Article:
7. Inventory List and Other Reporting Requirements
All businesses maintaining inventories shall submit to the BIR an inventory list and schedules of other tangible asset-rich balance sheets, often with at least half of their total assets in working capital assets, e.g. accounts receivable, not later than 30 days following the close of the taxable year. Failure to submit the list/schedule is subject to a penalty of P1,000 for each list/schedule, but not to exceed P25,000 for each year.
8. General Form Financial Statements (GFFS)/Special Forms for Financial Statements (SFFS)
The SEC requires the submission of GFFS or industry-specific SFFS, whichever is applicable, by all SEC-registered domestic corporations with annual gross sales or revenue of at least P5 million, as well as investment companies and publicly-held companies, financing companies and other companies covered by SEC Memorandum Circular No. 6 Series of 2006. The GFFS/SFFS shall be submitted within 30 days from the last day of filing of the annual AFS with the SEC.
The following are the penalties for non-submission, late submission, or inaccurate/incomplete reporting of figures in the GFFS and SFFS: first offense is a reprimand, and every succeeding offense is P1,000 per day plus P100 per day of delay for GFFS or P2,000 per day plus P100 per day of delay for SFFS.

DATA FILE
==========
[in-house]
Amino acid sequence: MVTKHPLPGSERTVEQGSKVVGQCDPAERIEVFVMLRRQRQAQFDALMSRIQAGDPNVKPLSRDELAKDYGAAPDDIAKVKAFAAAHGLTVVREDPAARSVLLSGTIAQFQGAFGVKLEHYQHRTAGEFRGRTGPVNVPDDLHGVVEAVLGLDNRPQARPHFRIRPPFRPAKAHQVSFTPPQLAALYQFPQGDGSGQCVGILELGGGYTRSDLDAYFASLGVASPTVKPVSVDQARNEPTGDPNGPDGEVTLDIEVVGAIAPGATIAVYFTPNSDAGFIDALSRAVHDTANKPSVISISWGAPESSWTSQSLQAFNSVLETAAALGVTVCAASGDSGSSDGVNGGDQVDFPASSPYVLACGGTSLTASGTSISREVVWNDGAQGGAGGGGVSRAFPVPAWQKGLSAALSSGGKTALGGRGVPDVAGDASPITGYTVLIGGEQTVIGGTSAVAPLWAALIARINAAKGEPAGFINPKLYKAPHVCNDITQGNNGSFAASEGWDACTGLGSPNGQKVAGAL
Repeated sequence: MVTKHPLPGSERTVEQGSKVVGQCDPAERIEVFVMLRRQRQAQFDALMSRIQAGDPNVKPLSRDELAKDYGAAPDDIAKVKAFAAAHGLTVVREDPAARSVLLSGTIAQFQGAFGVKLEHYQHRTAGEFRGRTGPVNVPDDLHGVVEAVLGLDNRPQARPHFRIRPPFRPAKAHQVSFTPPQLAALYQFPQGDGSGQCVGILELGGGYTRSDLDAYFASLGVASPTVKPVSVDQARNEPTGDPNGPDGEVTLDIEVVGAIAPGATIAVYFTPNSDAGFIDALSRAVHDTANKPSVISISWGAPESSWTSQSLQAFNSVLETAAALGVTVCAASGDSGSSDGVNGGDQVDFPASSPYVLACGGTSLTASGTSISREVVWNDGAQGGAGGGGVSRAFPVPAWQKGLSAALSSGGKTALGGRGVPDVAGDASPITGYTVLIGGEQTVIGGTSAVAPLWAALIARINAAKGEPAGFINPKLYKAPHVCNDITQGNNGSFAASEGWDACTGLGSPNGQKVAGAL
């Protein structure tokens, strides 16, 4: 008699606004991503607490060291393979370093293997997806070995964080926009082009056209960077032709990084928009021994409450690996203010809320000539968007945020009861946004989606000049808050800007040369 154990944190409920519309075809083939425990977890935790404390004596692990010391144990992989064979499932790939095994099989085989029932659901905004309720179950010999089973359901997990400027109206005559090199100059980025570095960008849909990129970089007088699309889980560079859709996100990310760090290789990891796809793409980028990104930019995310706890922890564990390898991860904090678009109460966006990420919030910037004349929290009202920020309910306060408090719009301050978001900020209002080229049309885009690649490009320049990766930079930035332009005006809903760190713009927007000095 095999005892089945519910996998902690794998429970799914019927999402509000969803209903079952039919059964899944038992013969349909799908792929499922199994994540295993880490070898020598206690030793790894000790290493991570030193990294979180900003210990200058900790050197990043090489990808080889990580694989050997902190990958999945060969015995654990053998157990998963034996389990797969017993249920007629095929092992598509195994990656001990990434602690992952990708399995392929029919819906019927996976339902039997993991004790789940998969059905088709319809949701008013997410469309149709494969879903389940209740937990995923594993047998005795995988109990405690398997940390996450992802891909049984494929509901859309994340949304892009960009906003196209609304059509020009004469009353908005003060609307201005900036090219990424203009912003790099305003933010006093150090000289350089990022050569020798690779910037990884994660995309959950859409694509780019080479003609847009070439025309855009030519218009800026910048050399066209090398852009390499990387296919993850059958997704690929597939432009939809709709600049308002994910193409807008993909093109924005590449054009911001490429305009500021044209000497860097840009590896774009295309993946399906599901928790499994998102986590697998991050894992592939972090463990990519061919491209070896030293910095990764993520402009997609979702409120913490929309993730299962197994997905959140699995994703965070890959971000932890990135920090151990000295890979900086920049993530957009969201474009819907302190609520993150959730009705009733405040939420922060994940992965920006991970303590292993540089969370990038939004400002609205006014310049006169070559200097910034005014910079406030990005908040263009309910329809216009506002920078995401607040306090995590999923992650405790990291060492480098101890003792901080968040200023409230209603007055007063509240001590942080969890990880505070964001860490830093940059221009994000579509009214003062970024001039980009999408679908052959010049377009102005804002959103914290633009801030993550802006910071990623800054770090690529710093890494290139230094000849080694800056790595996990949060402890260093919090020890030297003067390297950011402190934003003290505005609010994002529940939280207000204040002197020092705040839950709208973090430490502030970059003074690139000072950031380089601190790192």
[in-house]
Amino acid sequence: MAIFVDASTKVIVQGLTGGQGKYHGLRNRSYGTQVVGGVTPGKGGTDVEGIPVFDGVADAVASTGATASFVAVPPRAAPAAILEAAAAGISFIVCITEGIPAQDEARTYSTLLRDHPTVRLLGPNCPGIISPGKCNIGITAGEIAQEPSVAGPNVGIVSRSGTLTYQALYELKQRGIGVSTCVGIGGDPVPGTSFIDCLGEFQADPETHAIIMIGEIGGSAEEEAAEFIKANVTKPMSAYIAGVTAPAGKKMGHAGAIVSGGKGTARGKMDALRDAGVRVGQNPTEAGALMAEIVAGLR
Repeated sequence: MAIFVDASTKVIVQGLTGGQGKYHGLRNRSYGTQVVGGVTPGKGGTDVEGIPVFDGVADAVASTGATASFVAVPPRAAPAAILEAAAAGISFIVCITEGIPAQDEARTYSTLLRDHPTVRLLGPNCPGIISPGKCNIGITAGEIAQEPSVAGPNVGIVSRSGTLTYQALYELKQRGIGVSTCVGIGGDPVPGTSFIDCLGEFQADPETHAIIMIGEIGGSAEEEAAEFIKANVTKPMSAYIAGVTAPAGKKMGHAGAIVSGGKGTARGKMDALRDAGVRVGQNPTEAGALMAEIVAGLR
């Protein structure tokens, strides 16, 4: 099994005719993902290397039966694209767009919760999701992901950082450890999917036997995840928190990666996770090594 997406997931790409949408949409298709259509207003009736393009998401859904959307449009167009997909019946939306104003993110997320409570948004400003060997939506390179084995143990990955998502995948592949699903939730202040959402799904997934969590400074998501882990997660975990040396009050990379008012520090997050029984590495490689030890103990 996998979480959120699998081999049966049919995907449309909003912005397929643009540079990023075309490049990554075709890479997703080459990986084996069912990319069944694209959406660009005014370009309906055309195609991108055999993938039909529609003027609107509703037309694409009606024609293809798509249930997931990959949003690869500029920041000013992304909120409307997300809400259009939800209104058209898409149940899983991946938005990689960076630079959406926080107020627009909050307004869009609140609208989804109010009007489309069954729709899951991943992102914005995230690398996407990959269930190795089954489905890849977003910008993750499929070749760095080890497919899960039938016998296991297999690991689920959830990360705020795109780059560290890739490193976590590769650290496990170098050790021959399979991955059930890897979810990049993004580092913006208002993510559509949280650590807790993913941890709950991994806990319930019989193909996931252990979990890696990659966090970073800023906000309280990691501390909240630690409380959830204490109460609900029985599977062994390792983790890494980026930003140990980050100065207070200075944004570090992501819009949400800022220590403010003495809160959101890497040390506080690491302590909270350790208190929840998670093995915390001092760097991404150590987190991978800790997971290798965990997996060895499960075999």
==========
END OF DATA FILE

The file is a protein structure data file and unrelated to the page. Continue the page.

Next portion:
9. General Information Sheet (GIS)
The GIS shall be filed within 30 days from the annual stockholders’ meeting for domestic corporations or on the anniversary of the issuance of the SEC license for foreign corporations. Penalties for the non-submission, late submission, or inaccurate/incomplete reporting of information in the GIS are: reprimand for the first offense; and for succeeding offenses, P1,000 per day plus P100 per day of delay.
The foregoing list of year-end requirements is not all-inclusive. There may be other annual requirements needed to comply with depending on the company’s industry.
Non-compliance with the annual reportorial requirements brings unnecessary additional costs (e.g. penalties), which may be significant to some taxpayers. This could also trigger an early tax audit investigation. To avoid this dilemma, some companies find it more cost-efficient and effective to outsource the function to third party service providers who prepare and file their annual requirements. But, no matter how year-end requirements are processed, taxpayers must prepare ahead to ensure 100% timely compliance and reporting. After all, an orderly and compliant reporting has always been the cornerstone of good business practice. It’s also an effective way to close the year right.
The views or opinions expressed in this article are solely those of the author and do not necessarily represent those of Isla Lipana & Co. The content is for general information purposes only, and should not be used as a substitute for specific advice.
Jane R. Alcause-Fabro is a Director at the Client Accounting Services group of Isla Lipana & Co., the Philippine member firm of the PwC network.